The Heat knew they had to get better last offseason to have any chance at defending their title. There's an idea in sports that if you're not getting better, you're getting worse. It's 100 percent true. Miami's attempts to improve itself failed miserably. Michael Beasley has been a disaster. Greg Oden has been Greg Oden. Rashard Lewis has been a decent substitute for Mike Miller.
Status quo was never going to be good enough for Miami. This isn't status quo. Wade's knees have aged at a remarkable pace. Bosh has committed to being a spot-up shooter.
Talk of Melo is a white flag.
I realize the Heat did not plant the Melo story. I realize the Miami locker room isn't engulfed in Melo talk. But the Melo story dropping this week was the final blow to a team with already questionable confidence. It was an unintended admission that the Spurs are better and that the Big Three are in need of reinforcements.
The Spurs are the superior team. But they're not 20 points better. Not in back-to-back games in Miami. This should be a seven-game series with games filled with lots of lead changes. The Spurs are thrashing the Heat wire to wire. Why?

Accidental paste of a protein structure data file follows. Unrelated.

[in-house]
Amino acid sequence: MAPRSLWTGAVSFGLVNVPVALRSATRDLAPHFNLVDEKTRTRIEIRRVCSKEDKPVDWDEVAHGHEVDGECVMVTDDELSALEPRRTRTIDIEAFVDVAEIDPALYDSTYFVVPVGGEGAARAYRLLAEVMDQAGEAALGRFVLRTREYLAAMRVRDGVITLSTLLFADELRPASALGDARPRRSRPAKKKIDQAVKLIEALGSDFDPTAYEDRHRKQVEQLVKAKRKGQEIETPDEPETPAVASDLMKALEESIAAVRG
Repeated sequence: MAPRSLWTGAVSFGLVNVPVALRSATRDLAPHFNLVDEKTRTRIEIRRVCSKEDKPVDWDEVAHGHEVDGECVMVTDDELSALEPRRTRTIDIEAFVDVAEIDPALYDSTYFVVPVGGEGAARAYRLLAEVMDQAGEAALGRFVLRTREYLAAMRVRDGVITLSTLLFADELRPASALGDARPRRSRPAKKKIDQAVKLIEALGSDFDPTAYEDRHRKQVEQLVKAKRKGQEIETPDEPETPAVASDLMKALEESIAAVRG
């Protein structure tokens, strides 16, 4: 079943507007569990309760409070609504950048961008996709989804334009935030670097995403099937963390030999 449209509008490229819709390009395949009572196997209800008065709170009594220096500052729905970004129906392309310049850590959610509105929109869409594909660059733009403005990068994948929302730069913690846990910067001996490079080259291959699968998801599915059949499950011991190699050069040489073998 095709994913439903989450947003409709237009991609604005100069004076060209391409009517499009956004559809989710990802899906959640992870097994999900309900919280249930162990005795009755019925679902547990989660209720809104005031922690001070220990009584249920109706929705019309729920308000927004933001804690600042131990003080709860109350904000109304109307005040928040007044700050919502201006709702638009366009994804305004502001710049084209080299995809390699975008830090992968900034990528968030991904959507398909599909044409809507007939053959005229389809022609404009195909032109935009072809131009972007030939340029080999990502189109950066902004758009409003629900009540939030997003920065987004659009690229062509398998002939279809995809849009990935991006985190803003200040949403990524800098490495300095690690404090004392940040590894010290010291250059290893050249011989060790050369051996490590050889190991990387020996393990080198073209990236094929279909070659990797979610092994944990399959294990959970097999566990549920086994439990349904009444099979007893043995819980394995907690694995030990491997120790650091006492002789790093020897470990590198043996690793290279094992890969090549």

Because the Heat have conceded mentally that they're not good enough. This is on Pat Riley. He coined the phrase the Disease of More when he wrote about the Showtime Lakers and how they fell apart because the players wanted more and more. The Disease of Me-lo is about Pat Riley wanting more and more.
Riley gets credit for luring James and Bosh to Miami for less than maximum money. He's hailed as the smartest executive in the NBA. Maybe Phil Jackson outsmarted Riley. Maybe Phil injected Miami with the Disease of Me-lo when he suggested Melo might have to take a pay cut to stay in New York. That's when the Lakers and the Heat started wondering how they could land James and Anthony on the same roster.
Meanwhile, the Spurs are not looking for solutions outside their locker room. Coach Gregg Popovich believes in his system. A year ago, when Manu Ginobili turned in a Finals performance more pathetic than the one Wade is having now, Popovich didn't hatch plans to land a superstar. Popovich believed his system would fix Ginobili.
LeBron James is the system in Miami, no different from his time in Cleveland. He has had improved support in South Beach, but he is the system. Like Peyton Manning, James is going to end his career with fewer championships than his skill, intellect and commitment deserve because he has carried far too great of an individual burden.
Melo is a disease, not a cure. An offensive system that maximizes and exploits LeBron's infinite gifts is what would bring him as many championships as Jordan, Magic, Kobe and Duncan. The Disease of Me-lo would bring only more scorn.